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Year : 2017  |  Volume : 15  |  Issue : 3  |  Page : 200-204

The effect of oil pulling with pure coconut oil on Streptococcus mutans: A randomized controlled trial

1 Department of Public Health Dentistry, Rajah Muthiah Dental College and Hospital, Annamalai University, Chidambaram, Tamil Nadu, India
2 Department of Public Health Dentistry, Career Postgraduate Institute of Dental Sciences and Hospital, Lucknow, Uttar Pradesh, India
3 Department of Public Health Dentistry, Royal Dental College and Hospital, Iron Hills, Palakkad, Kerala, India
4 Department of Public Health Dentistry, Sharad Pawar Dental College, Wardha, Maharashtra, India
5 Department of Microbiology, Krishandevaraya College of Dental Sciences, Bengaluru, Karnataka, India
6 Department of Public Health Dentistry, VSPM Dental College and Research Center, Nagpur, Maharashtra, India

Date of Web Publication18-Sep-2017

Correspondence Address:
Varsha Komath Pavithran
“KOMATH”, 4th Cross, Ayappa Nagar, S.M. Road, Jalahalli West, Bengaluru - 560 015, Karnataka,
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Source of Support: None, Conflict of Interest: None

DOI: 10.4103/jiaphd.jiaphd_29_17

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Introduction: Oil pulling as described in ancient Ayurveda involves the use of edible vegetable oils as oral antibacterial agents. It is a practice of swishing oil in the mouth for oral and systemic health benefits. Pure coconut oil has antimicrobial properties and is commonly available in all Indian households. Aim: This study aims to assess the effect of oil pulling therapy with pure coconut oil on Streptococcus mutans count and to compare its efficacy against sesame oil and saline. Materials and Methods: A randomized controlled concurrent parallel- triple blinded clinical trial was conducted. Thirty participants in age range of 20–23 years were randomly allocated into Group A (coconut oil), Group B (sesame oil), and Group C (saline), with 10 in each group. The participants were instructed to swish and pull 10 ml of oil on empty stomach, early morning for 10–15 min. Unstimulated saliva collected before and after oil pulling procedure was analyzed for colony forming units (CFU) per ml saliva of S. mutans. The data were analyzed using paired t-test, ANOVA, and post hoc analysis using Tukey's honest significant difference. Statistical significance was set at P < 0.05. Results: A statistically significant reduction in S. mutans CFU count after oil pulling with pure coconut oil (P = 0.001) was found. There was no statistically significant difference between sesame oil and coconut oil (P = 0.97) and between sesame oil and saline (P = 0.061). When efficacy of coconut oil against saline was evaluated, a statistical significant difference (P = 0.039) was found. Conclusion: Oil pulling is an effective method for oral hygiene maintenance as it significantly reduces S. mutans count in the saliva.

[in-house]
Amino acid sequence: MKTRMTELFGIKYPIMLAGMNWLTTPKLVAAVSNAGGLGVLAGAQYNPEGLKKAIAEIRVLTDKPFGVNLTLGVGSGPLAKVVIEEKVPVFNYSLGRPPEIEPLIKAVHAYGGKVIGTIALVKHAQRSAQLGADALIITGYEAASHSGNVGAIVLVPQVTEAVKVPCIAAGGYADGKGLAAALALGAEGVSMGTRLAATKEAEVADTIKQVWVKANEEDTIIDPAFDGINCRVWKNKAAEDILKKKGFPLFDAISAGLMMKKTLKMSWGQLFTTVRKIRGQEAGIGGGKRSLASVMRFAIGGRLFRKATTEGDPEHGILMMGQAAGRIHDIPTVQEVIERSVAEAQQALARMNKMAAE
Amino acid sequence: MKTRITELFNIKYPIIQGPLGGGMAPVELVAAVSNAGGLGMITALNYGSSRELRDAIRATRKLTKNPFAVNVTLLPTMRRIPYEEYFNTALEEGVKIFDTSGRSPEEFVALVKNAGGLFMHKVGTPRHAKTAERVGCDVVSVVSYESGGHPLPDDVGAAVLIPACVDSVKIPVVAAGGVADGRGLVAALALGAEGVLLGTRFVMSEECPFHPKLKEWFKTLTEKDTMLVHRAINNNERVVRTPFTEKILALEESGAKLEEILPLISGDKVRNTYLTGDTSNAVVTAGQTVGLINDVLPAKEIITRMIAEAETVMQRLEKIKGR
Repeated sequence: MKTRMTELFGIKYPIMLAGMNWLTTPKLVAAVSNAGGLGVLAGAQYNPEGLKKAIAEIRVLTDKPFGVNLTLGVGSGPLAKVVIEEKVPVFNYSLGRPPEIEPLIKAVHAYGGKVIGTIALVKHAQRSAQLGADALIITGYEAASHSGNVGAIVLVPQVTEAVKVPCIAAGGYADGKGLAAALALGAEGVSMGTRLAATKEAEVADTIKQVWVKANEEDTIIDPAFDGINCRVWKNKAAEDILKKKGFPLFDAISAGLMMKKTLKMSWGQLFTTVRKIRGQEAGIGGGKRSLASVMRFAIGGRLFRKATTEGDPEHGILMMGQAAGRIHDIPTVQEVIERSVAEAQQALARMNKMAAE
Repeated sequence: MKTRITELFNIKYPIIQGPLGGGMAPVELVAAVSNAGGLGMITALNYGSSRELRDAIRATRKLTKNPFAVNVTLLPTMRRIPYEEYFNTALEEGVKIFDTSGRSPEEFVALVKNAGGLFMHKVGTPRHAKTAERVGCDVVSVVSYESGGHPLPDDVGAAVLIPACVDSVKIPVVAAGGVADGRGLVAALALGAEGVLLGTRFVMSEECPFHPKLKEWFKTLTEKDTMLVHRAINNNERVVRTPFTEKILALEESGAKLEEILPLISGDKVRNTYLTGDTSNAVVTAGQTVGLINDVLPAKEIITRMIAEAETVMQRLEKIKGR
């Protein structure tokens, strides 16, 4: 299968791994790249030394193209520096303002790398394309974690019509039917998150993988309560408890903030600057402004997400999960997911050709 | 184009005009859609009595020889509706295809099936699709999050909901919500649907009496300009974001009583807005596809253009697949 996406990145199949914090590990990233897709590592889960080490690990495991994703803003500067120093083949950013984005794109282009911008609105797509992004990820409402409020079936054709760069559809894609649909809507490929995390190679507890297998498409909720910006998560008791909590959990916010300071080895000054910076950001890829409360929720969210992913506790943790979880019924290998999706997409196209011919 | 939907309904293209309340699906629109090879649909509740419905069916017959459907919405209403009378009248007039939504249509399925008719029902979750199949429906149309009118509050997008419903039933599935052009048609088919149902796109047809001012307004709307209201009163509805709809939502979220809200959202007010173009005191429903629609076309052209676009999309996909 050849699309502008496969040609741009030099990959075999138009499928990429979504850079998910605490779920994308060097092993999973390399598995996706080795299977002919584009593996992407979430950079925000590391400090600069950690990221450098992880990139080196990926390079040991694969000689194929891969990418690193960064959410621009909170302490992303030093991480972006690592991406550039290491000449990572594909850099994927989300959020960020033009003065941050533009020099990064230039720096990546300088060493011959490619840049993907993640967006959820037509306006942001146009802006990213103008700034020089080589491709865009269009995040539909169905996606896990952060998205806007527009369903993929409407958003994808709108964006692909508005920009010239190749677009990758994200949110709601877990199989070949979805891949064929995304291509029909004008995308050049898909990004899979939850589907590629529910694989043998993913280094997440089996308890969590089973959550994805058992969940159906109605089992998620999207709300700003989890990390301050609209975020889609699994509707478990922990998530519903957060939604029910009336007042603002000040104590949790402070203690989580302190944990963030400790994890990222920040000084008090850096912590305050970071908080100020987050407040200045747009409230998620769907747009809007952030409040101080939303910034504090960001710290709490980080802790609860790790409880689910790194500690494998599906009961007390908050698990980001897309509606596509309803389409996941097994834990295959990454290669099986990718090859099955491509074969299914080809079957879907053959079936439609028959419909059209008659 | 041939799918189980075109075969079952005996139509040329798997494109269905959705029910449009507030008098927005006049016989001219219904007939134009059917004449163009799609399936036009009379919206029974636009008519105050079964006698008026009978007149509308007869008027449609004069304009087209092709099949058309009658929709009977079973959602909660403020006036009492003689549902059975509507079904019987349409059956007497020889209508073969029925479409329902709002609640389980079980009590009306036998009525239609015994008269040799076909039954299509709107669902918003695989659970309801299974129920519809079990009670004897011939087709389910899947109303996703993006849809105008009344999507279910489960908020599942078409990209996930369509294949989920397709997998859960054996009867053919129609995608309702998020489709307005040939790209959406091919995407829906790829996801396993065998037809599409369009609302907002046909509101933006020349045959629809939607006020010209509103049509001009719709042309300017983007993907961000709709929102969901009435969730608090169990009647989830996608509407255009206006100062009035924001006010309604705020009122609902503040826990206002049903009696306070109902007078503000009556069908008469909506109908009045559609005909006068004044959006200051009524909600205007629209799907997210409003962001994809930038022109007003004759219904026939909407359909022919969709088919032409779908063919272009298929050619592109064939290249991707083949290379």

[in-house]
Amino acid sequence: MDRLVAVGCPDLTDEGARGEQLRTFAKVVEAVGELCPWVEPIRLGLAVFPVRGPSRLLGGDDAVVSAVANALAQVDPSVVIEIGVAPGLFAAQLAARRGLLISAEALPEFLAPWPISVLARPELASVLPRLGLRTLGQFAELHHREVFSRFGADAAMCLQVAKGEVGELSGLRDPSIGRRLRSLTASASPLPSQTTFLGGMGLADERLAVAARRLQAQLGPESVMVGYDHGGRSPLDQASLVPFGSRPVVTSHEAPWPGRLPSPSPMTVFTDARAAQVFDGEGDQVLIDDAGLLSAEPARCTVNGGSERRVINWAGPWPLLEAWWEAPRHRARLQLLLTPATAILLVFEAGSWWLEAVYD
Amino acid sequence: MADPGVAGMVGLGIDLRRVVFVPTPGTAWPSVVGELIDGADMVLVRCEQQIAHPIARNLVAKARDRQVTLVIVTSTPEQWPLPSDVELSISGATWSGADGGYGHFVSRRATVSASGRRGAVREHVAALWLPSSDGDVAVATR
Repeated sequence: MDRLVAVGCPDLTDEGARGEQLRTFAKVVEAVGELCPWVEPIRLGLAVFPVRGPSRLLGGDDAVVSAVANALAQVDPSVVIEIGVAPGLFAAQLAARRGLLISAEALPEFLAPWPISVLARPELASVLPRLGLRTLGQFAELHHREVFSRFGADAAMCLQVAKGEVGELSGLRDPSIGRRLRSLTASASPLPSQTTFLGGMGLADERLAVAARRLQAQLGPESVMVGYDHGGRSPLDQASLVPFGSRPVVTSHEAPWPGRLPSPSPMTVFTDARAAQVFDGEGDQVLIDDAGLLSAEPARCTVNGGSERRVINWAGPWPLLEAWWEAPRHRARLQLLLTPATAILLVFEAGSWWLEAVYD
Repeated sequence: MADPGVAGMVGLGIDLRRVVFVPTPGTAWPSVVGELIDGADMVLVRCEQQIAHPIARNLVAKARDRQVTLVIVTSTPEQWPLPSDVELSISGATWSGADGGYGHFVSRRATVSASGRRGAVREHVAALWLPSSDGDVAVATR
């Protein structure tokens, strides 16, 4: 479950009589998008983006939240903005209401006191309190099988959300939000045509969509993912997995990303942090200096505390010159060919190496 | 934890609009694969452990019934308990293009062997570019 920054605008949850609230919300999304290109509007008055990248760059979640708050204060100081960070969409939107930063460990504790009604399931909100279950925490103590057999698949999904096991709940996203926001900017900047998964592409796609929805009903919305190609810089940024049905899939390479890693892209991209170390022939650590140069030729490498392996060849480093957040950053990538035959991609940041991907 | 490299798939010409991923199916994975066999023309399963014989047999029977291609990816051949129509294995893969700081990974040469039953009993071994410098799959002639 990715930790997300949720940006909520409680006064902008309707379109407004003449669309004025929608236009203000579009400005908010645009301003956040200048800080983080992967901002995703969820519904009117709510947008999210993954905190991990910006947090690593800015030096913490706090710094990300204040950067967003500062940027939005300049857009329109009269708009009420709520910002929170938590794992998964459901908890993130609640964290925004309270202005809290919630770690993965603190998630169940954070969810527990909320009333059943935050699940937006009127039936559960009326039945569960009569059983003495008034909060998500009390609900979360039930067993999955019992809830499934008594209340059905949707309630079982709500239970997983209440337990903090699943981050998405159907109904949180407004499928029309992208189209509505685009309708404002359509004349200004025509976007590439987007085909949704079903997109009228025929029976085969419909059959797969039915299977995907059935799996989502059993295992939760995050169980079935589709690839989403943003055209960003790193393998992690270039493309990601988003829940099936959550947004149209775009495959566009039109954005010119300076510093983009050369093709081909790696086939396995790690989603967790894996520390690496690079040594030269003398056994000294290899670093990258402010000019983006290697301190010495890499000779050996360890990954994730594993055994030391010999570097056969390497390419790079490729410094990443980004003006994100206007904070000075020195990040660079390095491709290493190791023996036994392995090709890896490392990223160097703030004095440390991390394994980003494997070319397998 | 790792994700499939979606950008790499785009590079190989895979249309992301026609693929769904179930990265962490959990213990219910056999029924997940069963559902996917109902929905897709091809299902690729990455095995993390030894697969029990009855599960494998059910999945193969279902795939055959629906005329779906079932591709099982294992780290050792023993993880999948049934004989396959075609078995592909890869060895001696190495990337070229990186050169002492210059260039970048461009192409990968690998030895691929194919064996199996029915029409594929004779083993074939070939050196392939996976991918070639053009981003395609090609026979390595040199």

Keywords: Coconut oil, dental caries, sesame oil, Streptococcus mutans

How to cite this article:
Pavithran VK, Krishna M, Kumar VA, Jaiswal A, Selvan AK, Rawlani S. The effect of oil pulling with pure coconut oil on Streptococcus mutans: A randomized controlled trial. J Indian Assoc Public Health Dent 2017;15:200-4